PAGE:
Once back in Earth’s orbit, the spacecraft had to reenter the atmosphere at just the right angle. Too steep, and the craft would crash. Too gradual, and it would bounce back into space. Even after entering the atmosphere, the ship has to survive temperatures of 2,700 °F (1,480 °C) caused by air resistance.

The Space Race

The Space Race from 1957 to 1975
The Space Race. (Image credit: Tdadamemd on Wikimedia Commons CC BY-SA 3.0)

Space exploration became a hot topic after World War II and led to a battle between superpowers to reach our closest celestial neighbor.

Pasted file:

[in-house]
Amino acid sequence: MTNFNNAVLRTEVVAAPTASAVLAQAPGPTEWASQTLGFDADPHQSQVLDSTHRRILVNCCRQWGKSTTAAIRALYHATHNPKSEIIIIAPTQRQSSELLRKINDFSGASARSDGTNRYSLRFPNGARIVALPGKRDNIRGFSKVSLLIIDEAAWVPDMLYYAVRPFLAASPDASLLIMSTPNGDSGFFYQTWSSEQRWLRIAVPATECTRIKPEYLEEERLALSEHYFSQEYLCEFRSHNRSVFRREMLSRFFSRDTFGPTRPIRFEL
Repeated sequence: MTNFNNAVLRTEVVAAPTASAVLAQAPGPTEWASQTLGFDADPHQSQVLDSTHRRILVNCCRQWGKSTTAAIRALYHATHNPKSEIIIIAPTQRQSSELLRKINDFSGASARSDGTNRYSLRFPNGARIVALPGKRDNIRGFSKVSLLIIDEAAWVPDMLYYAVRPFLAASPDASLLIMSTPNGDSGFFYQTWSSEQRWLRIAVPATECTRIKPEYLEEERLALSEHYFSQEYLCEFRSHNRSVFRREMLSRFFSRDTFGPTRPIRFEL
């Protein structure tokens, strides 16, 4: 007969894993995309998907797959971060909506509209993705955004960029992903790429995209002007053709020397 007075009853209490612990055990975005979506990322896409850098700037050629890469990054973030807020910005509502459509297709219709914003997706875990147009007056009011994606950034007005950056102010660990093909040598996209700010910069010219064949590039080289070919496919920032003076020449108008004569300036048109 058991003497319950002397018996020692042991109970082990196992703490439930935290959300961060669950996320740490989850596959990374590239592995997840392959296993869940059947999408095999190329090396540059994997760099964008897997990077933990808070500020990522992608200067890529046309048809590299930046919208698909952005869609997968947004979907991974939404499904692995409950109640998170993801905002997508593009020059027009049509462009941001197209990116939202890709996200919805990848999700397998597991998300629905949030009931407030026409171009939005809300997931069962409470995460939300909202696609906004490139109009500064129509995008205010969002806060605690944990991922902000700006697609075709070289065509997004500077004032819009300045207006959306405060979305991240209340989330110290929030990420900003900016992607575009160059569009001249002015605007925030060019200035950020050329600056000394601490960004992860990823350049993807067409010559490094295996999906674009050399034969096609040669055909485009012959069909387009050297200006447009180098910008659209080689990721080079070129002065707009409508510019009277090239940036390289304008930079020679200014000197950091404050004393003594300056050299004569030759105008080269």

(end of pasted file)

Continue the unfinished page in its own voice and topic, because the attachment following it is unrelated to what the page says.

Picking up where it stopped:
The race to the Moon took center stage in the 1950s, with both the United States and the Soviet Union vying to be the first to touch down on lunar soil. While the Soviet Union was the first to send a satellite and a man into space, several disasters ended their hopes of setting foot on the Moon’s surface.

It would ultimately be the United States who achieved success in putting man on the Moon.

The U.S. Apollo Program

John Kennedy's Goal of landing on the moon
President Kennedy announced the goal of sending a human to the moon. (Image credit: “John Kennedy’s Goal” by NASA APPEL Knowledge Services on Flickr CC BY-NC 2.0)

John F. Kennedy declared in 1961 that the United States would put a man on the Moon by the end of the decade. This statement set about a series of events that led to the Apollo program, designed to do just that.